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Raspberry Pi

Created: 2020-02-21 18:31:10 -0800 Modified: 2023-10-09 20:12:55 -0700

Note: I got a Raspberry Pi 4 kit that came with an SD card that already had a Raspbian bootloader on it, and I didn’t want a desktop environment. Setting it up was a piece of cake:

  • Connect everything and get to the OS selection screen.
  • Instead of picking an option from the SD card, choose Wi-Fi and connect to the network.
  • Install Raspbian Lite, which has no desktop. This takes 10-15 minutes.
  • Login with a username of “pi” and password of “raspberry”.
  • Run $ sudo raspi-config
    • Choose “1. Change password” and change the password
    • Choose “5. Interfacing options” → “P2 SSH” → Yes
    • Choose “8 Update” - it’ll take about a minute or so
  • From your main computer, run “ssh pi@IP_ADDRESS_OF_PI”. I got the IP from my router’s administrator page.
  • sudo apt install nodejs git vim htop screen curl ripgrep
    • ↑ And install whatever else you want.
  • No need to set up SSH keys into the Pi, just connect through VSCode with the “ssh” extension via “pi@<IP address my router reports>”, then open a folder for development and use the terminal right in VSCode.
  • Getting to the desktop from the console
    • Typically it’s startx, but typing “start” and hitting tab will show you all options.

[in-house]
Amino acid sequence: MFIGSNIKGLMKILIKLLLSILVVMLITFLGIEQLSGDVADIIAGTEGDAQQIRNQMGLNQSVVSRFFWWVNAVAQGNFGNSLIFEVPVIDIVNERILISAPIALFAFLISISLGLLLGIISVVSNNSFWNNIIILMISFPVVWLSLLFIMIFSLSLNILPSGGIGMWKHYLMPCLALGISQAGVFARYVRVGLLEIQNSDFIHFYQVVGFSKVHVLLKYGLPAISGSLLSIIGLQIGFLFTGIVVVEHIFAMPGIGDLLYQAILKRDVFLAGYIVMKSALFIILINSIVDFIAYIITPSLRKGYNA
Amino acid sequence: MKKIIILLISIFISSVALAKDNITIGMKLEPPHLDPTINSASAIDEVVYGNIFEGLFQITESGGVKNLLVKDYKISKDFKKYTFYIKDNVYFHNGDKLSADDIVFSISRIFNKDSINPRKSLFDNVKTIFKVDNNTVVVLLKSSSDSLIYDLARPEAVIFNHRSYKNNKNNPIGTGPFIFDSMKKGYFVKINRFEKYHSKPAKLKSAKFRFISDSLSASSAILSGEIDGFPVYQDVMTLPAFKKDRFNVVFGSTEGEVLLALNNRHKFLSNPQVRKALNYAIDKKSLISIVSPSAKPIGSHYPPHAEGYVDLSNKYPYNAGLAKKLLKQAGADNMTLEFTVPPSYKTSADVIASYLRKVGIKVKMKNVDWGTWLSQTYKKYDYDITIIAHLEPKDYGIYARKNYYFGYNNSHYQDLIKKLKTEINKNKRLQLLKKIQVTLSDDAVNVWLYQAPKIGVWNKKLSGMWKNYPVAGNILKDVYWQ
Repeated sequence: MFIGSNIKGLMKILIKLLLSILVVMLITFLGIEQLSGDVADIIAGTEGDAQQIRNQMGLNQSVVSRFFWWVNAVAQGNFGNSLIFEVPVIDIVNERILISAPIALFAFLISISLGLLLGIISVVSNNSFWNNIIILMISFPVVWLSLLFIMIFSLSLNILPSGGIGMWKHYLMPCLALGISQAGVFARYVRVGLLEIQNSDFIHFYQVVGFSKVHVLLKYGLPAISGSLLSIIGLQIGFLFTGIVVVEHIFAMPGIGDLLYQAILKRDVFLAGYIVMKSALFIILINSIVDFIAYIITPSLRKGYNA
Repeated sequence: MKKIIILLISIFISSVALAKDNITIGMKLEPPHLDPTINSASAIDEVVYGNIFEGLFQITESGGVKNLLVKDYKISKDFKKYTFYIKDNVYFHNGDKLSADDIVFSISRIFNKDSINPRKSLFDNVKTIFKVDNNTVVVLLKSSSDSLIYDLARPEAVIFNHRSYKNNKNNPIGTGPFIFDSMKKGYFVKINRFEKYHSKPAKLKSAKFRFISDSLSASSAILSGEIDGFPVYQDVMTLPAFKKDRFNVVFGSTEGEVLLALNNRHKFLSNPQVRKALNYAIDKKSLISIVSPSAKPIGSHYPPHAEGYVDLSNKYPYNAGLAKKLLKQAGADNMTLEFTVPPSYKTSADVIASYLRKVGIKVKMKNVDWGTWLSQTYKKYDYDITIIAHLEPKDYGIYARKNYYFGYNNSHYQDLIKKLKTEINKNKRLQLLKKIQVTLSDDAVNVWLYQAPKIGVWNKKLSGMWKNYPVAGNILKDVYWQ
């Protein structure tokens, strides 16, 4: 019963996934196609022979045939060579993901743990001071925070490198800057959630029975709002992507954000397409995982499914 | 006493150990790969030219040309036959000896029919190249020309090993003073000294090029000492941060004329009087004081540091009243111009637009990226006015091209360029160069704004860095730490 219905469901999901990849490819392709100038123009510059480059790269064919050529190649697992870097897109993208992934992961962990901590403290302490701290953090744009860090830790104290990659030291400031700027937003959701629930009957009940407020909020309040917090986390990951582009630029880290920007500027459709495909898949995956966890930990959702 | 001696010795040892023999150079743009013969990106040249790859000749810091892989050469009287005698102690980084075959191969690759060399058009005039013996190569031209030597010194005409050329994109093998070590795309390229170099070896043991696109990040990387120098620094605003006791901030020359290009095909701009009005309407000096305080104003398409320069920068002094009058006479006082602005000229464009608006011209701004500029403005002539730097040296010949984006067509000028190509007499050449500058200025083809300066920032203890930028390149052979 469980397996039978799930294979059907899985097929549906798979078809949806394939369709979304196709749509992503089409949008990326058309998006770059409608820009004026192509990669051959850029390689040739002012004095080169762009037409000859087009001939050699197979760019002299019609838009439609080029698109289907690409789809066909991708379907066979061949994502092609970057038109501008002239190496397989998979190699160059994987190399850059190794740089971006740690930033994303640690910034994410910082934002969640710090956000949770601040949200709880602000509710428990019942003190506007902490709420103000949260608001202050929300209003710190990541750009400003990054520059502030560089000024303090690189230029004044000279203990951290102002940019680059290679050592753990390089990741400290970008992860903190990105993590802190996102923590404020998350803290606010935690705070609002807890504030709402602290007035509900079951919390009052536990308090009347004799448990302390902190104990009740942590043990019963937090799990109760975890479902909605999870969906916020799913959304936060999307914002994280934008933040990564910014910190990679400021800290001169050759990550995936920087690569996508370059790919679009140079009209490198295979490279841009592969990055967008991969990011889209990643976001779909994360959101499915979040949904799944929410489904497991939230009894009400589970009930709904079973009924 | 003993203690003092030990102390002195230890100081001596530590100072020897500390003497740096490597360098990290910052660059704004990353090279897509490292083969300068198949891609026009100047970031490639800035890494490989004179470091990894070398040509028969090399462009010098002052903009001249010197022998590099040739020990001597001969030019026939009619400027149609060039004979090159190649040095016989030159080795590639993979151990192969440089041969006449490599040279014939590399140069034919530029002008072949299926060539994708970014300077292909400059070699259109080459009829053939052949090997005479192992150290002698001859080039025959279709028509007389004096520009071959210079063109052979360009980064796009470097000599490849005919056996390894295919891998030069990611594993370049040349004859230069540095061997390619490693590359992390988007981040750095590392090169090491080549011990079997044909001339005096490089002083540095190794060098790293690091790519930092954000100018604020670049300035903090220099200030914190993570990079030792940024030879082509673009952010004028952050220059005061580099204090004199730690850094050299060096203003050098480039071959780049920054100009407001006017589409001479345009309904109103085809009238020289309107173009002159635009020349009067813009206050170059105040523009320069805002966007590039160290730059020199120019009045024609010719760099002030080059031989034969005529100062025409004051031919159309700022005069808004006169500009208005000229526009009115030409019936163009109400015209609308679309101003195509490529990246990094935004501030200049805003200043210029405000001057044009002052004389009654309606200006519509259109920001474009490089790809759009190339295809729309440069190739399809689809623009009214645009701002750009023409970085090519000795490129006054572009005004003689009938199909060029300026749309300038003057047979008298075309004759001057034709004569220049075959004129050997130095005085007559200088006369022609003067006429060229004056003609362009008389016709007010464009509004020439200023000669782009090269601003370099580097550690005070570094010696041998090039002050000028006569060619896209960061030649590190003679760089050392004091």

• Quick-launching the terminal from the window manager
    • Alt+F2 → lxterminal

(writing SUPER high-level notes here)


SCP the key off of the machine and onto GitHub

ip r | grep default

Note the first IP address as your router IP.

sudo vim /etc/resolv.conf

Note the IP as your name server’s IP.

sudo vim /etc/dhcpcd.conf

Uncomment either your Wi-Fi’s (“wlan0”) or your Ethernet’s (“eth0”) connection:

interface <NETWORK>

static ip_address=<STATICIP>/24

static routers=<ROUTERIP>

static domain_name_servers=<DNSIP>

Note: eth0 and wlan0 will have different MAC addresses, so if your router is assigning IP addresses, you may need to modify your router too.

I ended up following these instructions, but I ended up with a completely separate SSID (since using the same SSID didn’t result in my phone connecting to my Pi despite the Pi’s signal being much stronger). Running “sudo iw dev wlan0 set 4addr on” on my Raspberry Pi 4 shows “command failed: Operation not supported (-95)“.

pip3 install speedtest-cli


This reports way lower speeds though than what I’m actually seeing with wget and ping.

If you installed using NOOBS, then you should be able to either hold or tap shift at first boot to get to the factory-reset option. However, that didn’t work for me due to some weird keyboard-powering problem, so I just used my micro-SD-to-USB adapter and put a new NOOBS image onto the card so that I could start from scratch.

Note that if you go this route, the Raspberry Pi Imager is all you need; it will download Raspbian for you (see screenshot below). However, if you did download a zip, then select the option toward the bottom that implies a “.img” file is needed since it accepts a .zip as well.

If you have console access, run “sudo raspi-config” and choose “Network Options”.

If that fails with “could not communicate with wpa_supplicant”, then follow the instructions here.

sudo killall wpa_supplicant

sudo wpa_supplicant -c/etc/wpa_supplicant/wpa_supplicant.conf -iwlan0

If it starts successfully, then press ctrl+Z to background the app.

Keyboard doesn’t work at first boot

Section titled Keyboard doesn’t work at first boot

I fixed this by just plugging in the keyboard to a different USB slot on the Pi. I think that even plugging it into the same one would be fine too.